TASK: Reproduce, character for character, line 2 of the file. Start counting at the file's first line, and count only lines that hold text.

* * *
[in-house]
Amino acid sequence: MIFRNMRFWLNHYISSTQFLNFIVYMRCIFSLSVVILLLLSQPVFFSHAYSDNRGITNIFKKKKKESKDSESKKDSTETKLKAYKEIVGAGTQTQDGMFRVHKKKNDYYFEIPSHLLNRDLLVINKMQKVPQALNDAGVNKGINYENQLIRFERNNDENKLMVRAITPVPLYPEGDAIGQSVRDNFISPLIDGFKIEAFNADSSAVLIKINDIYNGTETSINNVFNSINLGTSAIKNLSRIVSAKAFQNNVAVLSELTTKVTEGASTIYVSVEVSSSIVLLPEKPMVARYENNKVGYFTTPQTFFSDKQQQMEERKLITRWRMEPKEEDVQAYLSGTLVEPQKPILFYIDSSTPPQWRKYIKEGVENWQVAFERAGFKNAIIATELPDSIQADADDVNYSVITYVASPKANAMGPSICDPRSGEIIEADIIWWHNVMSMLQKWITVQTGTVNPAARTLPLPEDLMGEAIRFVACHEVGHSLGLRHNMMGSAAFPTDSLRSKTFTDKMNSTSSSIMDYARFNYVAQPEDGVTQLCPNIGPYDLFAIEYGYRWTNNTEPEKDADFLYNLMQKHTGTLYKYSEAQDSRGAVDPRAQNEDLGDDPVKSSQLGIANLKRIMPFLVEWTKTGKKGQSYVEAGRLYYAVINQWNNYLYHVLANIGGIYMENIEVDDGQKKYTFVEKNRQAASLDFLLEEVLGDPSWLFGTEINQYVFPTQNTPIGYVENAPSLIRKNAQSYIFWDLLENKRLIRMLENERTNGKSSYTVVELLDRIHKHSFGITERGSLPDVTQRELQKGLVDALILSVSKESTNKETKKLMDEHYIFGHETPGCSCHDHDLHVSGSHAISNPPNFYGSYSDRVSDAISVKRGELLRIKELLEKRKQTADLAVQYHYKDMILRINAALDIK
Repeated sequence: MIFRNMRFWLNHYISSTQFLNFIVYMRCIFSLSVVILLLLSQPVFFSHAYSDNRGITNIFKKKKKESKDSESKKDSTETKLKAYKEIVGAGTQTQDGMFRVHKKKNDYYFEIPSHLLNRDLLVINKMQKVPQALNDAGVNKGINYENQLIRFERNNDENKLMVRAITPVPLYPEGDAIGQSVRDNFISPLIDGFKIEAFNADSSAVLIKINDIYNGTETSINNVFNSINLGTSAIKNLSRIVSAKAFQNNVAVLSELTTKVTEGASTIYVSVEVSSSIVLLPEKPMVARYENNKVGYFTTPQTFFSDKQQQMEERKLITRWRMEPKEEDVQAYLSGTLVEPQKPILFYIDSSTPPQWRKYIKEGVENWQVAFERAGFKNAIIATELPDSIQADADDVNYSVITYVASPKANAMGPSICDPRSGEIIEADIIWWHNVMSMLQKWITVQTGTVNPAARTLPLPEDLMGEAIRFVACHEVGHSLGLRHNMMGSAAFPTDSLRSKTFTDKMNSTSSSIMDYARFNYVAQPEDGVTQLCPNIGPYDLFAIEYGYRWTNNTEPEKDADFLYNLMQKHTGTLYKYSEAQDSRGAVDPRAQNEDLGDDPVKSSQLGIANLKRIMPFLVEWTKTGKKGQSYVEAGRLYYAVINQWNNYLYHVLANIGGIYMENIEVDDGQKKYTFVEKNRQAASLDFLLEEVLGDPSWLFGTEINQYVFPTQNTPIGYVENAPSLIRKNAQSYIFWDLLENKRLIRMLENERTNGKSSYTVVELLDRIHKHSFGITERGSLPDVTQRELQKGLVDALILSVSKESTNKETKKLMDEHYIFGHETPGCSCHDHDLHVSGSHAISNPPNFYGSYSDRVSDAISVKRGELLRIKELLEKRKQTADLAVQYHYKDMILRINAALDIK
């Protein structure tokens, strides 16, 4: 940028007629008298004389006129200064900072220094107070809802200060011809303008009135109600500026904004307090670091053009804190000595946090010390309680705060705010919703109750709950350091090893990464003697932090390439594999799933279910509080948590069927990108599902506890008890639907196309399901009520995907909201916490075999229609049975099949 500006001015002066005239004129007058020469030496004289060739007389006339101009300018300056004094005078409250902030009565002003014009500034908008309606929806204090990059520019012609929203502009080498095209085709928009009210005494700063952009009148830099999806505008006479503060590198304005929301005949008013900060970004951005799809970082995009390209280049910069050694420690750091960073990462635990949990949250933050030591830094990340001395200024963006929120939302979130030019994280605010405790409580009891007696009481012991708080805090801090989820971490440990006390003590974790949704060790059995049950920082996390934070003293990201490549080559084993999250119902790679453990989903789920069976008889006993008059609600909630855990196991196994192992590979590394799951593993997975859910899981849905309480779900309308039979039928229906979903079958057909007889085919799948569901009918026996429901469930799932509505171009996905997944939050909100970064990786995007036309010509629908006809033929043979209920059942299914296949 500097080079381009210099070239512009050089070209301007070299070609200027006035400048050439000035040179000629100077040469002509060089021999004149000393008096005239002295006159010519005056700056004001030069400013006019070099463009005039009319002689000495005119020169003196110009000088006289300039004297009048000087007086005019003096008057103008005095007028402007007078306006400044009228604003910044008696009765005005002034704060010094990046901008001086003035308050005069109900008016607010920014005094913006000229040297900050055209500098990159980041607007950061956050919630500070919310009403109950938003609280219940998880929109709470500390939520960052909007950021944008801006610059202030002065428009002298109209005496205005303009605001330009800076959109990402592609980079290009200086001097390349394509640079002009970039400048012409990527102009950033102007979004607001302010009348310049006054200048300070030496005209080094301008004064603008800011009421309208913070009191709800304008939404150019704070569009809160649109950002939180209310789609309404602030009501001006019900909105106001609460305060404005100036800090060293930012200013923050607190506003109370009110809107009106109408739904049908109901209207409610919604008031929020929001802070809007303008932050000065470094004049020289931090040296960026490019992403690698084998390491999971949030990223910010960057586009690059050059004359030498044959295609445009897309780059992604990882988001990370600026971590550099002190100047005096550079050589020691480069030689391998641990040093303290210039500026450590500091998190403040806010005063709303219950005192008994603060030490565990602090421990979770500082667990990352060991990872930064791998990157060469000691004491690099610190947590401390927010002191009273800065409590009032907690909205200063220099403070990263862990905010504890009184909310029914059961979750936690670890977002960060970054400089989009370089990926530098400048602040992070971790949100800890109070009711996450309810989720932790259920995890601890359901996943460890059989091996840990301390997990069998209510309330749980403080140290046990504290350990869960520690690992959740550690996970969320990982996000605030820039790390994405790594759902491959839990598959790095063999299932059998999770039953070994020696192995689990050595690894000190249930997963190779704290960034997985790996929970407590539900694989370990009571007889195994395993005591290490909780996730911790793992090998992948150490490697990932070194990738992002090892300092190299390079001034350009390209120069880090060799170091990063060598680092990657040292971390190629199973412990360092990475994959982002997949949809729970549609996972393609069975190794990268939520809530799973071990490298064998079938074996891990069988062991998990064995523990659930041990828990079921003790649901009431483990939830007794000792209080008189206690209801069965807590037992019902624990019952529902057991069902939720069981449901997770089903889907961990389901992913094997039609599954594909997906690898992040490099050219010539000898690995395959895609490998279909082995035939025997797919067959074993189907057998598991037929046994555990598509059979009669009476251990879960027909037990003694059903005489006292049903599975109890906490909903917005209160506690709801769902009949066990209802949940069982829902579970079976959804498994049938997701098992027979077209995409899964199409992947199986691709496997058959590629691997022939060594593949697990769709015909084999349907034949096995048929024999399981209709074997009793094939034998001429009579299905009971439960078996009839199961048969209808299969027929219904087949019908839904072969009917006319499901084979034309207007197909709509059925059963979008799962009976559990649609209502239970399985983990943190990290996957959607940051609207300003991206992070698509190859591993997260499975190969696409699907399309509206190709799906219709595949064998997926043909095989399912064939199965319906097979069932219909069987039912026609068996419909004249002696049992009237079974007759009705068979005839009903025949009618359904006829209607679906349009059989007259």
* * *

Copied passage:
Amino acid sequence: MIFRNMRFWLNHYISSTQFLNFIVYMRCIFSLSVVILLLLSQPVFFSHAYSDNRGITNIFKKKKKESKDSESKKDSTETKLKAYKEIVGAGTQTQDGMFRVHKKKNDYYFEIPSHLLNRDLLVINKMQKVPQALNDAGVNKGINYENQLIRFERNNDENKLMVRAITPVPLYPEGDAIGQSVRDNFISPLIDGFKIEAFNADSSAVLIKINDIYNGTETSINNVFNSINLGTSAIKNLSRIVSAKAFQNNVAVLSELTTKVTEGASTIYVSVEVSSSIVLLPEKPMVARYENNKVGYFTTPQTFFSDKQQQMEERKLITRWRMEPKEEDVQAYLSGTLVEPQKPILFYIDSSTPPQWRKYIKEGVENWQVAFERAGFKNAIIATELPDSIQADADDVNYSVITYVASPKANAMGPSICDPRSGEIIEADIIWWHNVMSMLQKWITVQTGTVNPAARTLPLPEDLMGEAIRFVACHEVGHSLGLRHNMMGSAAFPTDSLRSKTFTDKMNSTSSSIMDYARFNYVAQPEDGVTQLCPNIGPYDLFAIEYGYRWTNNTEPEKDADFLYNLMQKHTGTLYKYSEAQDSRGAVDPRAQNEDLGDDPVKSSQLGIANLKRIMPFLVEWTKTGKKGQSYVEAGRLYYAVINQWNNYLYHVLANIGGIYMENIEVDDGQKKYTFVEKNRQAASLDFLLEEVLGDPSWLFGTEINQYVFPTQNTPIGYVENAPSLIRKNAQSYIFWDLLENKRLIRMLENERTNGKSSYTVVELLDRIHKHSFGITERGSLPDVTQRELQKGLVDALILSVSKESTNKETKKLMDEHYIFGHETPGCSCHDHDLHVSGSHAISNPPNFYGSYSDRVSDAISVKRGELLRIKELLEKRKQTADLAVQYHYKDMILRINAALDIK